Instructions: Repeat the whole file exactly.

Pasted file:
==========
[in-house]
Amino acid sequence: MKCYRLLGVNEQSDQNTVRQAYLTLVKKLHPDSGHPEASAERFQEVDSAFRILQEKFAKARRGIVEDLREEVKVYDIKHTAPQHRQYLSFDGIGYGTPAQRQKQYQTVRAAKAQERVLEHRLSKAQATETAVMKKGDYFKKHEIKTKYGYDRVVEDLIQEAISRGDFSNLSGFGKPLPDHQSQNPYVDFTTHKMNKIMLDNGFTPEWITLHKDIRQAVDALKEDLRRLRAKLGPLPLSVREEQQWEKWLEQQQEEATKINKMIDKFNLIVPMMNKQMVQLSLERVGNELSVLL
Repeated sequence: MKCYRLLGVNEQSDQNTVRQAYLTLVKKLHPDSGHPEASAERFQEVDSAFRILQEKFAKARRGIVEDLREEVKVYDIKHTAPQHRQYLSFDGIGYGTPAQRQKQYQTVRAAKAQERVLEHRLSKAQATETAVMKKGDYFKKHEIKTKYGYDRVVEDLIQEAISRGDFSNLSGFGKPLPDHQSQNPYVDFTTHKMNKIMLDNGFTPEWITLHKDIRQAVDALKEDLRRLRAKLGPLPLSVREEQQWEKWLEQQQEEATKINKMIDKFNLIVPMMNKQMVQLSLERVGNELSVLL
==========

[in-house]
Amino acid sequence: MKCYRLLGVNEQSDQNTVRQAYLTLVKKLHPDSGHPEASAERFQEVDSAFRILQEKFAKARRGIVEDLREEVKVYDIKHTAPQHRQYLSFDGIGYGTPAQRQKQYQTVRAAKAQERVLEHRLSKAQATETAVMKKGDYFKKHEIKTKYGYDRVVEDLIQEAISRGDFSNLSGFGKPLPDHQSQNPYVDFTTHKMNKIMLDNGFTPEWITLHKDIRQAVDALKEDLRRLRAKLGPLPLSVREEQQWEKWLEQQQEEATKINKMIDKFNLIVPMMNKQMVQLSLERVGNELSVLL
Repeated sequence: MKCYRLLGVNEQSDQNTVRQAYLTLVKKLHPDSGHPEASAERFQEVDSAFRILQEKFAKARRGIVEDLREEVKVYDIKHTAPQHRQYLSFDGIGYGTPAQRQKQYQTVRAAKAQERVLEHRLSKAQATETAVMKKGDYFKKHEIKTKYGYDRVVEDLIQEAISRGDFSNLSGFGKPLPDHQSQNPYVDFTTHKMNKIMLDNGFTPEWITLHKDIRQAVDALKEDLRRLRAKLGPLPLSVREEQQWEKWLEQQQEEATKINKMIDKFNLIVPMMNKQMVQLSLERVGNELSVLL